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All political parties of any significance in Punjab are marred by nepotism. There is no point in giving specific examples because the facts are too evident. I will not talk about the sad state of affairs. I would rather talk about a possible move away from nepotism. But before I get into that, I would like to point out that nepotism is not only a problem in Punjab or India.

It is a global phenomenon. It is the biggest hurdle that is stopping democracies all over the world from realize their full potential. Even in mature democracies like America it’s not hard to find examples of Bushs and Clintons walking into active politics one after the other. Human civilization has seen kings and queens for larger part of its existence. Democracy is a big leap forward from that tradition. But it has become evident that the next big leap in world politics will come from making nepotism impossible! Nepotism is the single biggest hurdle between Democracy and people’s rule. But curbing nepotism may sound as impossible an idea as the idea of democracy would have sounded a few centuries back. But achieving it could be simpler than it looks. So hang on!

The only argument that party leaders, world over and in Punjab, give for favoring their sons and daughters ahead of others is that they are not hand picked but democratically elected by their parties. Their claims are endorsed by how they started as a common worker in the party and rose through the ranks with their dedication and hard work. Parties all over the world do it, media all over the world criticizes it, people know everything all along; but no one can do anything about it. Everyone knows that in reality the party members have to succumb to the wishes of their leaders to make sure they too could reserve lucrative positions for their sons and daughters. If not checked, the leaders will keep on promoting their own families over and over again in the disguise of democracy. It’s ironic that democracy is being used as tool against its own values! One starts to believe that it can only be through some sort of a non-democratic measure that one can curb nepotism. Well, if that indeed is that case, so what?

So what can be done about nepotism? I argue that if a new political party promises to stop nepotism (by including a clause in its constitution), it will be welcomed by all sections of the society. What if a party rules that it will give MP/MLA tickets to only one person from a family in two generations? What if an MLA’s son/daughter/brother/wife etc. are all barred from getting MLA ticket from the party? Some would argue that this is a step back from establishing democracy as it discriminates against families of political leaders. I agree that it puts a politician’s family at a disadvantage. But which democracy wouldn’t pay this small price to strengthen its government and making sure that public participation in politics becomes more dynamic? After all what are the odds that two great leaders of a nation come from the same family? Was George W Bush the best leader that America could find to lead itself for 8  years? I doubt it!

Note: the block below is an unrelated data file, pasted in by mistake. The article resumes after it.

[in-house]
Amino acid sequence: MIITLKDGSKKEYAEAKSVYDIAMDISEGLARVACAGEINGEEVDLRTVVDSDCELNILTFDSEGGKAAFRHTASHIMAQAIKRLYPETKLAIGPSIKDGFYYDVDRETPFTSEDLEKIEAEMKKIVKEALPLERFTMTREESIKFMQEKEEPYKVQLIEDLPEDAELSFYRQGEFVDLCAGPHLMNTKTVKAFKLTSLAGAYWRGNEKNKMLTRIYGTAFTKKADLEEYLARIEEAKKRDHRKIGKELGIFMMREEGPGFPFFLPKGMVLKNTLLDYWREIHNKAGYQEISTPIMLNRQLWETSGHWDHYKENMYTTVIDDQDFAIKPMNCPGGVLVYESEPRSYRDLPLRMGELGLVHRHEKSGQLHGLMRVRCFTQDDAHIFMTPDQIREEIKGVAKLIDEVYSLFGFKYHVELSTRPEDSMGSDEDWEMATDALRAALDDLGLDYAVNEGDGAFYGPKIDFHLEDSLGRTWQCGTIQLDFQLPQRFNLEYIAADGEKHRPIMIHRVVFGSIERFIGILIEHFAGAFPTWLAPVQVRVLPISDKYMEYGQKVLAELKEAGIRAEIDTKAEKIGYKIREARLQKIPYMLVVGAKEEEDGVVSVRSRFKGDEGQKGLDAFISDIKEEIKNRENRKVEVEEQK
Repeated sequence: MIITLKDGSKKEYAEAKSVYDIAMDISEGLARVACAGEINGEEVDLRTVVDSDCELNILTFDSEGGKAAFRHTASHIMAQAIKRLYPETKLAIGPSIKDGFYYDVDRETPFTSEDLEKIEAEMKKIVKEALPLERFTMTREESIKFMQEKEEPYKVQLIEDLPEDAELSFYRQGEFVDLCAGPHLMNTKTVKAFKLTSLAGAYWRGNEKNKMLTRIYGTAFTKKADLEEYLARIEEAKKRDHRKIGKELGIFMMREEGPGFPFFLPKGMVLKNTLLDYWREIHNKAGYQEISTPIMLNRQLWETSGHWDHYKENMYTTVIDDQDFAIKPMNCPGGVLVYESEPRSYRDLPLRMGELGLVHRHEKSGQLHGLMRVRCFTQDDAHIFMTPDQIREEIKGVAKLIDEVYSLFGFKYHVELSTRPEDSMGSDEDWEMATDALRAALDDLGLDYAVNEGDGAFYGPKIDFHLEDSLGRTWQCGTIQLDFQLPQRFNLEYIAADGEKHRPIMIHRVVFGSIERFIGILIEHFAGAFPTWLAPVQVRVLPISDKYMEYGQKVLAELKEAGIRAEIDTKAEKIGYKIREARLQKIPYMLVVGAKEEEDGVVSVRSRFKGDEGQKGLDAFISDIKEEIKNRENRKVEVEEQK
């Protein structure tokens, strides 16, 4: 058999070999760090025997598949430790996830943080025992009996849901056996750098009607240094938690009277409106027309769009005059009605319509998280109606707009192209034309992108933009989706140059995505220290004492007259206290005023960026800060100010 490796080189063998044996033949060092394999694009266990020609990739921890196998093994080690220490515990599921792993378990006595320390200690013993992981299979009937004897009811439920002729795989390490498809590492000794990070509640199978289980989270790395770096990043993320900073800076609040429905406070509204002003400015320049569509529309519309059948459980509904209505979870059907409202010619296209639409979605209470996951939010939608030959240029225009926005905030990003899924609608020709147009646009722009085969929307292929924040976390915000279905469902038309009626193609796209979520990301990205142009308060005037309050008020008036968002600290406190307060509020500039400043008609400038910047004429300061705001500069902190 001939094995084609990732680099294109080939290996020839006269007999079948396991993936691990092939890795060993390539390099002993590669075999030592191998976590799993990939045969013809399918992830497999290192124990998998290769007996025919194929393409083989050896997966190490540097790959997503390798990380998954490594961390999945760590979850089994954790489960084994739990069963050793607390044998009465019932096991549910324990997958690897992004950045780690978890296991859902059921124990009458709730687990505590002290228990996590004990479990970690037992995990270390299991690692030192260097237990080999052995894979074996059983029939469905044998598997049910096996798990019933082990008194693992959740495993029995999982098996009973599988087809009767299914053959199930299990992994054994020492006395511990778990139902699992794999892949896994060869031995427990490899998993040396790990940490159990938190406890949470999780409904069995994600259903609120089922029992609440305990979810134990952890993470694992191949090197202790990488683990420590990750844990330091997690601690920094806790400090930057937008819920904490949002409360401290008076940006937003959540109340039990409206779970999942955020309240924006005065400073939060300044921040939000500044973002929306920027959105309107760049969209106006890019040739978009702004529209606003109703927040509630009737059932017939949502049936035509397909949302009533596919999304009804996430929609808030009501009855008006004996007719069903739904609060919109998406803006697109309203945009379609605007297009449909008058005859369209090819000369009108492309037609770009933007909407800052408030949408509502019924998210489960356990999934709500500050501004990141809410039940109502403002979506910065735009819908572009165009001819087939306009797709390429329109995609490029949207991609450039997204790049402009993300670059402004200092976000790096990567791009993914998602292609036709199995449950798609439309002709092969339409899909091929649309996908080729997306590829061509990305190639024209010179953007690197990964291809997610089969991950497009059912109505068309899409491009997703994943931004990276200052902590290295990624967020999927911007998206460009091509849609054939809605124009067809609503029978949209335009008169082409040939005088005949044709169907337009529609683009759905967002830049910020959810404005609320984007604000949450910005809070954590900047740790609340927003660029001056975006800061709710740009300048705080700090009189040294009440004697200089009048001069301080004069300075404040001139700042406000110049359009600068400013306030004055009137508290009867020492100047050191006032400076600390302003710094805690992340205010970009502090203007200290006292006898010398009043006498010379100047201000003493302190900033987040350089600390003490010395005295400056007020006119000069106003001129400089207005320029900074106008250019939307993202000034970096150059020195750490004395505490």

Some would simply shrug this idea as too idealistic. Who would stay with such a political party that endorses such a policy? Are party leaders out of their mind that they would enact such a party law that makes sure that their families stay away from money and power? Which party in the world would want this? Let me explain why this can still work.

First of all I am not suggesting that any established political party will take such a step. If, for argument’s sake, a party leader wants to implement such a radical change, even his/her loyalists will walk out on him/her. They can not be stupid enough to ruin future of their children! So let’s be very clear that I am proposing that only new political parties can implement this idea. And they keep mushrooming up all the time, at least in India. A new party does not have the obligation of keeping majority of key leaders happy. In fact it has the luxury of making basic rules and inviting people to participate. Moreover a new political party is never founded and supported by people to ensure future of their children in politics. What are the odds that a new political party will become part of the government in one generation? If someone does not like the idea, they can simply choose to stay away from the party. Their place can easily be taken by someone else equally if not more competent in a state with population of more than 2 crores and not many opportunities to participate in politics. Think of thousands of people who would connect with the party because it’s not a family run business.

You may call it wishful thinking, but I know that one day when I have my own political party, I will shout it over the roof-top that my party stands against nepotism at all levels. I am sure that will bring hope to millions of Punjabis who feel cheated by pseudo-democratic and feudal political parties like Congress and Akali Dal. Everyone will have the right to join the party, raise themselves to highest of its ranks and then respectfully leave the opportunity for next generation of rest of the state. Only if the sons and daughters of its leaders are barred from all party ranks.

These days napotism and favourism has also entered Counts and appointment of judges as revealed by recent reports about Alahabad and Punjab and Haryana high courts.